Removing Minor Children from the State of New Jersey
Jun 11, 2015 | Written by: Share|
For more than 100 years, New Jersey has had a law on the books that addresses when and under what circumstances a divorced or separated parent may remove minor children from our jurisdiction to live elsewhere. The basic premise behind the statute is our state's public policy, which dictates it is in the best interest of children of separated or divorced parents to have "frequent and continuing contact" with both parents.
To be clear, this law addresses permanent moves and not a vacation or other short-term jaunt. Nor does it deal with a situation where a parent chooses to move from one location within New Jersey to another. Though the custody arrangements may have to be adjusted as a result, such intrastate relocations are routinely permitted.
In its most basic terms, the law provides that such a parent may not move the children to another jurisdiction (state) without either the consent of the other parent or, failing that, by order of a Court. The statute further provides that the standard to be applied by a Court, when such an issue is brought before it, is whether or not the parent desiring to relocate has "shown cause." For the better part of the past 50 years, our courts have grappled with these two simple words and, as a result, a body of case law has developed that provides guidance to Judges and lawyers.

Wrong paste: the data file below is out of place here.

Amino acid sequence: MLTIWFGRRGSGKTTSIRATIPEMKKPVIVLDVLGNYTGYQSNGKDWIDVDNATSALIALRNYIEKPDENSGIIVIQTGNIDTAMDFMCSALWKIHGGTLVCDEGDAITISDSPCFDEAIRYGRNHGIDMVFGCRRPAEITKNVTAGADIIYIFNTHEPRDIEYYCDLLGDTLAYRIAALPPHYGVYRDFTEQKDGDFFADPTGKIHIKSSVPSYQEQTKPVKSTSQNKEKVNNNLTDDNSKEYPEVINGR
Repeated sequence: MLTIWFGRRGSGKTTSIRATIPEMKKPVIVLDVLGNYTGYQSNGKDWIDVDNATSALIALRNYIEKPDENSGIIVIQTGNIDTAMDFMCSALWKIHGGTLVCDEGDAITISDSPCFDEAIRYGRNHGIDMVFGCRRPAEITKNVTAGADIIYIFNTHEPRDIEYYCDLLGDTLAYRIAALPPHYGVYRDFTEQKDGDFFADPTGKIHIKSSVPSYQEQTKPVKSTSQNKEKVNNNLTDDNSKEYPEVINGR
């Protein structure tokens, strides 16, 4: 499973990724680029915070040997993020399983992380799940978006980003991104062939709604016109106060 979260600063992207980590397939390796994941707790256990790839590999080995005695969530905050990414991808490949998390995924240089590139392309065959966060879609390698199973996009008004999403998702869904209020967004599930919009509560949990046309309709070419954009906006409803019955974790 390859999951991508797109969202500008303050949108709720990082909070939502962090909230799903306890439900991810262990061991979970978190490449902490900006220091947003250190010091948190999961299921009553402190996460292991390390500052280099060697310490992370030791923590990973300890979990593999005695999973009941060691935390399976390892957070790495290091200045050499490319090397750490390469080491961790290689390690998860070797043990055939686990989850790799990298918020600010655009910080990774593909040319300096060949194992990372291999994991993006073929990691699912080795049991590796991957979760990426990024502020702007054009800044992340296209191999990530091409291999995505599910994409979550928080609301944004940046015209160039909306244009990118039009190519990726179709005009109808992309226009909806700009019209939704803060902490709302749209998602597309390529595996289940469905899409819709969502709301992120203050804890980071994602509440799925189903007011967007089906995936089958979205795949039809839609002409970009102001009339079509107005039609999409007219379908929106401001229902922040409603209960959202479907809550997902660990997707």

The threshold question when a "removal" issue is raised is what type of parenting arrangement the parties have had since the time of separation. If it is truly a "shared" (essentially 50/50) arrangement, then the standard to be applied is whether the proponent of the move has shown a change in circumstances justifying the move. This is a very difficult hurdle to surmount. In those cases where there is not a shared arrangement, the Court is to balance the competing interests of the parents: one who wishes to move on with his or her life and the other of whom wants to have ready access to his or her children. In performing this analysis, there are roughly 14 factors a Court has to weigh and consider. The interests of the children are paramount in all such cases.
I have tried many of these cases over the past 34 years and they are among the most difficult decisions Judges have to render. There is a perceived "winner" on one side and "loser" on the other. The cases are factually sensitive, meaning the specific facts of each case - most notably the reasons for the move and the history of post-separation dealings between the parents - dictate the results.
William W. Goodwin, Jr., Esq. is certified by the NJ Supreme Court as a Matrimonial Attorney. He is also qualified as a Mediator in the field of Family Law under the New Jersey Court rules, and he is trained in Collaborative Divorce. Contact Mr. Goodwin at 908-735-5161 or email@example.com.